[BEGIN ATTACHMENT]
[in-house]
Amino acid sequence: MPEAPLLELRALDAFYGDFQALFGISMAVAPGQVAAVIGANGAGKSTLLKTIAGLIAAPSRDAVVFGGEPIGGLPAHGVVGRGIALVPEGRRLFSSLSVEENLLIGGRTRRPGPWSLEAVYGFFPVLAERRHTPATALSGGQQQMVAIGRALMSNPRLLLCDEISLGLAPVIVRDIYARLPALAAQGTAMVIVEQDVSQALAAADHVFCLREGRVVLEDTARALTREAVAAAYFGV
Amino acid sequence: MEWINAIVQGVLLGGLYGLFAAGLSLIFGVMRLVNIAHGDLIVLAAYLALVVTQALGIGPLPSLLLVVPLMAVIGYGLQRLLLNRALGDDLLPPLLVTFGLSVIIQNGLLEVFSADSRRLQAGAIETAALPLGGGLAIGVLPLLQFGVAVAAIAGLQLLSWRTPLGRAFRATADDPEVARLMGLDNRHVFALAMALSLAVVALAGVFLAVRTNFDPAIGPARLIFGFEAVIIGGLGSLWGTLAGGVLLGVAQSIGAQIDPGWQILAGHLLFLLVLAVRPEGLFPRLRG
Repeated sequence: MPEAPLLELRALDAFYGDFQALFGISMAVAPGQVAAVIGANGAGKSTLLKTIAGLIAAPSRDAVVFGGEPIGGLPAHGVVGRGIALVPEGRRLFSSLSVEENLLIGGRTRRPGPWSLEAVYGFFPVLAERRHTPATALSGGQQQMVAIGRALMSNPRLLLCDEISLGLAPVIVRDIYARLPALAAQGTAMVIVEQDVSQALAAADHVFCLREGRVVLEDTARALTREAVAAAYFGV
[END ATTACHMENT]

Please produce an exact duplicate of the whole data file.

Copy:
[in-house]
Amino acid sequence: MPEAPLLELRALDAFYGDFQALFGISMAVAPGQVAAVIGANGAGKSTLLKTIAGLIAAPSRDAVVFGGEPIGGLPAHGVVGRGIALVPEGRRLFSSLSVEENLLIGGRTRRPGPWSLEAVYGFFPVLAERRHTPATALSGGQQQMVAIGRALMSNPRLLLCDEISLGLAPVIVRDIYARLPALAAQGTAMVIVEQDVSQALAAADHVFCLREGRVVLEDTARALTREAVAAAYFGV
Amino acid sequence: MEWINAIVQGVLLGGLYGLFAAGLSLIFGVMRLVNIAHGDLIVLAAYLALVVTQALGIGPLPSLLLVVPLMAVIGYGLQRLLLNRALGDDLLPPLLVTFGLSVIIQNGLLEVFSADSRRLQAGAIETAALPLGGGLAIGVLPLLQFGVAVAAIAGLQLLSWRTPLGRAFRATADDPEVARLMGLDNRHVFALAMALSLAVVALAGVFLAVRTNFDPAIGPARLIFGFEAVIIGGLGSLWGTLAGGVLLGVAQSIGAQIDPGWQILAGHLLFLLVLAVRPEGLFPRLRG
Repeated sequence: MPEAPLLELRALDAFYGDFQALFGISMAVAPGQVAAVIGANGAGKSTLLKTIAGLIAAPSRDAVVFGGEPIGGLPAHGVVGRGIALVPEGRRLFSSLSVEENLLIGGRTRRPGPWSLEAVYGFFPVLAERRHTPATALSGGQQQMVAIGRALMSNPRLLLCDEISLGLAPVIVRDIYARLPALAAQGTAMVIVEQDVSQALAAADHVFCLREGRVVLEDTARALTREAVAAAYFGV